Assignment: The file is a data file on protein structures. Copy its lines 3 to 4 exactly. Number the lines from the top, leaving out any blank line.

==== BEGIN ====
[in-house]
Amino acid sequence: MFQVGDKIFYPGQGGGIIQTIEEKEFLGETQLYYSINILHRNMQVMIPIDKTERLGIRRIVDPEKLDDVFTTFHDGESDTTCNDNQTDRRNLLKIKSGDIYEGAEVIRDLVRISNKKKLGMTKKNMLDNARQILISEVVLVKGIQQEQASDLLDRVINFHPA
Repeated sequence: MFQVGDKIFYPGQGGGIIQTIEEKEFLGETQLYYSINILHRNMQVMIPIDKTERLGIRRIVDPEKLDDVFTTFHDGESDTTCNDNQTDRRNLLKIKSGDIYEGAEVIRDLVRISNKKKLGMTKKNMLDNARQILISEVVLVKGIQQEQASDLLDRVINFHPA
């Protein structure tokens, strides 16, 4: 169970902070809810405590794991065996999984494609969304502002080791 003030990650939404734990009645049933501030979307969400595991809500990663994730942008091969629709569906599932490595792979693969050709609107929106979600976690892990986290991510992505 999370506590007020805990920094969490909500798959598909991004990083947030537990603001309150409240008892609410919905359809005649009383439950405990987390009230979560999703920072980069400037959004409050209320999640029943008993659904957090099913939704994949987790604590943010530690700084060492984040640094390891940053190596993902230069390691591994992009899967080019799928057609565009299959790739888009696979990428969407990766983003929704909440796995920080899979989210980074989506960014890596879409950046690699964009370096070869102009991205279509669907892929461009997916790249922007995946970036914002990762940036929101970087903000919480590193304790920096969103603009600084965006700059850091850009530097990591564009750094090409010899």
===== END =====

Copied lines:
Repeated sequence: MFQVGDKIFYPGQGGGIIQTIEEKEFLGETQLYYSINILHRNMQVMIPIDKTERLGIRRIVDPEKLDDVFTTFHDGESDTTCNDNQTDRRNLLKIKSGDIYEGAEVIRDLVRISNKKKLGMTKKNMLDNARQILISEVVLVKGIQQEQASDLLDRVINFHPA
């Protein structure tokens, strides 16, 4: 169970902070809810405590794991065996999984494609969304502002080791 003030990650939404734990009645049933501030979307969400595991809500990663994730942008091969629709569906599932490595792979693969050709609107929106979600976690892990986290991510992505 999370506590007020805990920094969490909500798959598909991004990083947030537990603001309150409240008892609410919905359809005649009383439950405990987390009230979560999703920072980069400037959004409050209320999640029943008993659904957090099913939704994949987790604590943010530690700084060492984040640094390891940053190596993902230069390691591994992009899967080019799928057609565009299959790739888009696979990428969407990766983003929704909440796995920080899979989210980074989506960014890596879409950046690699964009370096070869102009991205279509669907892929461009997916790249922007995946970036914002990762940036929101970087903000919480590193304790920096969103603009600084965006700059850091850009530097990591564009750094090409010899």